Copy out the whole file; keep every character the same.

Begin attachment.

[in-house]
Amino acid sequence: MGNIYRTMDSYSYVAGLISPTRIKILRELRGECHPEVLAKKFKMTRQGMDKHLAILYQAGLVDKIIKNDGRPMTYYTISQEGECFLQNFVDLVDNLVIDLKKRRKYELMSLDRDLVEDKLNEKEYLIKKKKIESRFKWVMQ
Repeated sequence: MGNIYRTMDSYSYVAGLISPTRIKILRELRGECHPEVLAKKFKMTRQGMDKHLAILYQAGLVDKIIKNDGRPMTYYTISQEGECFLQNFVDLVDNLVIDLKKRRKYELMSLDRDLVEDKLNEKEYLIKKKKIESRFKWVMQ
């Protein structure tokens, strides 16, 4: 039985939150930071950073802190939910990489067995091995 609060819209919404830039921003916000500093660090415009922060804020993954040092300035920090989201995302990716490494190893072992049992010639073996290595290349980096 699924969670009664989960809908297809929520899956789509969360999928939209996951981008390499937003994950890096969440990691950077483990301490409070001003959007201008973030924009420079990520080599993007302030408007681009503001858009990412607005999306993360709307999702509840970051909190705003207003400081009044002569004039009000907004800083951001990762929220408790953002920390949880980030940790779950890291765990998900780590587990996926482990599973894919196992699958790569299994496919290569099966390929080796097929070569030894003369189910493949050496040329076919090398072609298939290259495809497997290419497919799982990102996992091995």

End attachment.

[in-house]
Amino acid sequence: MGNIYRTMDSYSYVAGLISPTRIKILRELRGECHPEVLAKKFKMTRQGMDKHLAILYQAGLVDKIIKNDGRPMTYYTISQEGECFLQNFVDLVDNLVIDLKKRRKYELMSLDRDLVEDKLNEKEYLIKKKKIESRFKWVMQ
Repeated sequence: MGNIYRTMDSYSYVAGLISPTRIKILRELRGECHPEVLAKKFKMTRQGMDKHLAILYQAGLVDKIIKNDGRPMTYYTISQEGECFLQNFVDLVDNLVIDLKKRRKYELMSLDRDLVEDKLNEKEYLIKKKKIESRFKWVMQ
């Protein structure tokens, strides 16, 4: 039985939150930071950073802190939910990489067995091995 609060819209919404830039921003916000500093660090415009922060804020993954040092300035920090989201995302990716490494190893072992049992010639073996290595290349980096 699924969670009664989960809908297809929520899956789509969360999928939209996951981008390499937003994950890096969440990691950077483990301490409070001003959007201008973030924009420079990520080599993007302030408007681009503001858009990412607005999306993360709307999702509840970051909190705003207003400081009044002569004039009000907004800083951001990762929220408790953002920390949880980030940790779950890291765990998900780590587990996926482990599973894919196992699958790569299994496919290569099966390929080796097929070569030894003369189910493949050496040329076919090398072609298939290259495809497997290419497919799982990102996992091995």